Alexandra says:


No Queen of the Appalachians traditions??

Alexandra´s last [fabulousness] ..The One-Year Latin Haircut Rule

Posted on September 11th, 2012

Alexandra says:

What in the world?

My husband once tried to save money by cutting e’erbody’s hair.

It was not pretty.

Nor handsome.
Alexandra´s last [fabulousness] ..The One-Year Latin Haircut Rule

Posted on September 11th, 2012

Alexandra says:


You just gave me fodder for a follow up post.

My mother SHAVED OUR HEADS. I was only in the second grade and had to do go school BALD HEADED.

Made me what I am today.

I scoff at fashion and can take anything on.


Thanks for the memory trigger…that’s why I love to read, share, tell stories.

They save us, don’t they?

Alexandra´s last [fabulousness] ..The One-Year Latin Haircut Rule

Posted on September 11th, 2012

Alexandra says:

You, are one brave soul.

Me? Cowardice in the face of heritage.

Alexandra´s last [fabulousness] ..The One-Year Latin Haircut Rule

Posted on September 11th, 2012

Kimberly says:

Trin is 3.5 now, and has never had scissors touch her hair at all. No trims, bangs, anything. I should probably get the ends snipped off, but she wants to “be like Rapunzel” so I’ve let it slide. And I’ve been lucky with the boys- Gabe and Simon were both born with a bunch of hair, but lost almost all of it in the early weeks/months. My abuela says the same thing about baby hair, and I’ve yet to disappoint her. If Simon goes through a hair-growing spurt before his first birthday, I’ll keep this story in mind. :)
Kimberly´s last [fabulousness] ..Happy Birthday Josh!

Posted on September 11th, 2012

Kimberly says:

When we got Chunky’s hair cut (which was actually after his 1st birthday because i thought the mullet look was in…) my grandma made me promise to keep the first clip of his hair. Not the second or third but the first.
No friggen clue.
But that’s what she did with all 5 of her kids.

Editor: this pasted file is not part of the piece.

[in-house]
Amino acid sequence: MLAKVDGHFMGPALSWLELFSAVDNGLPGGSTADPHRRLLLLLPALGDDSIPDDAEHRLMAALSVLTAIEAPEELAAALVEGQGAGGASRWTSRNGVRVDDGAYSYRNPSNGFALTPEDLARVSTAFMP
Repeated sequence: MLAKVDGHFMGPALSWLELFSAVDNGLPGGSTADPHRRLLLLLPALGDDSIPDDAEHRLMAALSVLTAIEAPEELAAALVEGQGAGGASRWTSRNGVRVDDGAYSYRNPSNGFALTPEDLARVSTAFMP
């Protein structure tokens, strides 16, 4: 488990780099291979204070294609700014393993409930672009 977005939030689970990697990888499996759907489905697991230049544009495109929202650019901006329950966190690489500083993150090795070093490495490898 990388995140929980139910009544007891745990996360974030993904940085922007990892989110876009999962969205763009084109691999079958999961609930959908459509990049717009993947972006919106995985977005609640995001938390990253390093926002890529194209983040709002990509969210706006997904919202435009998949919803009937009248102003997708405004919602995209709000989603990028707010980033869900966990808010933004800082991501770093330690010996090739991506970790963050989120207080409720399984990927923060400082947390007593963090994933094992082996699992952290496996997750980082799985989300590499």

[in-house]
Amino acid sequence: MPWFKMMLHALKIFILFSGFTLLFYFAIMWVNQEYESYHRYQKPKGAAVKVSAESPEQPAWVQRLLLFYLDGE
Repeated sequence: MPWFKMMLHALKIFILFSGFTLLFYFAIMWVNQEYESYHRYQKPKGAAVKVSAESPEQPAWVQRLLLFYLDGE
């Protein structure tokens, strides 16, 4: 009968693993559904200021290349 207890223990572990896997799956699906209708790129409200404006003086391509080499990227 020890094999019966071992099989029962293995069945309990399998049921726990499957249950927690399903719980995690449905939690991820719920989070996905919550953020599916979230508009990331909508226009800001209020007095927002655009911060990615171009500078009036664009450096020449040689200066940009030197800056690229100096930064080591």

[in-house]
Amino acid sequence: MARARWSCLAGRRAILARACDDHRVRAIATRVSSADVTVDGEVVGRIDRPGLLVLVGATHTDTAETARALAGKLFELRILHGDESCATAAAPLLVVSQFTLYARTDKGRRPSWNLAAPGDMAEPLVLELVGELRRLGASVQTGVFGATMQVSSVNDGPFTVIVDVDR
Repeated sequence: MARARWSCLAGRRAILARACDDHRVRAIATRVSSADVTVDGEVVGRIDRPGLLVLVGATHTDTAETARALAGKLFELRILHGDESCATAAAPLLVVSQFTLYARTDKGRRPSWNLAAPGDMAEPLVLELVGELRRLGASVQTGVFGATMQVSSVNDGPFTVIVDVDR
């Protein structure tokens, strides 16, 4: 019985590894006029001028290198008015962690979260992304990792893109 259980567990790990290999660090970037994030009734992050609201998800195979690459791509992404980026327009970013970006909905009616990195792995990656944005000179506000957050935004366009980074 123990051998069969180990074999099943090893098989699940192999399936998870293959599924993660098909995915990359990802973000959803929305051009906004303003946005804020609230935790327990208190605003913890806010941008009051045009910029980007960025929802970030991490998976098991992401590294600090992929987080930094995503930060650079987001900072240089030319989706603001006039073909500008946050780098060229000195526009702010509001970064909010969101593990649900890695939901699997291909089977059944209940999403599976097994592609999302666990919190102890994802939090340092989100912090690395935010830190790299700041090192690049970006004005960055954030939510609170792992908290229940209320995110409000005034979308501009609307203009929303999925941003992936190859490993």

My dad who turns 60 still has his tucked in a closet somewhere.
I think it’s gross.
But yes, Chunky’s lock is hidden somewhere…getting all old and gross.
Kimberly´s last [fabulousness] ..While You Were Gone

Posted on September 12th, 2012

Natalie the Singingfool says:

No cultural taboos in my family, but my great-grandfather had bright red hair and mine is sort-of auburn, and my mother is always casting the threat of a red-haired children on us. “You know, your great-grandfather had red hair, so your kids might end up gingers…”
Not that I’d mind a red-headed child, I just think it’s unlikely, what with my husband being Sicilian…
Natalie the Singingfool´s last [fabulousness] ..…And All that Jazz

Posted on September 12th, 2012

stan says:

I can’t remember my first haircut, but when I was a boy, I enjoyed going to the barber. My mother used to take me to Best and Company, which was a department store in NYC. Best’s is long gone, but they had a special children’s Barber Shop. They had at least a dozen chairs, and the shop was decked out with a lot of distractions for youngsters.

Getting a haircut there was like going to an amusement park.
stan´s last [fabulousness] ..Element Grill by Fuego – A Review

Posted on September 15th, 2012

Jen Greyson says:

Whew — disaster averted!!

Luckily for me, neither of my boys even :had: hair before they were one!

My German grandmother was big on putting dimes on our belly buttons, but we don’t have any hair traditions (that I know of)

This one was fascinating to learn — so much to know as a new mom, isn’t there :)
Jen Greyson´s last [fabulousness] ..How about a blog schedule?

Posted on October 14th, 2012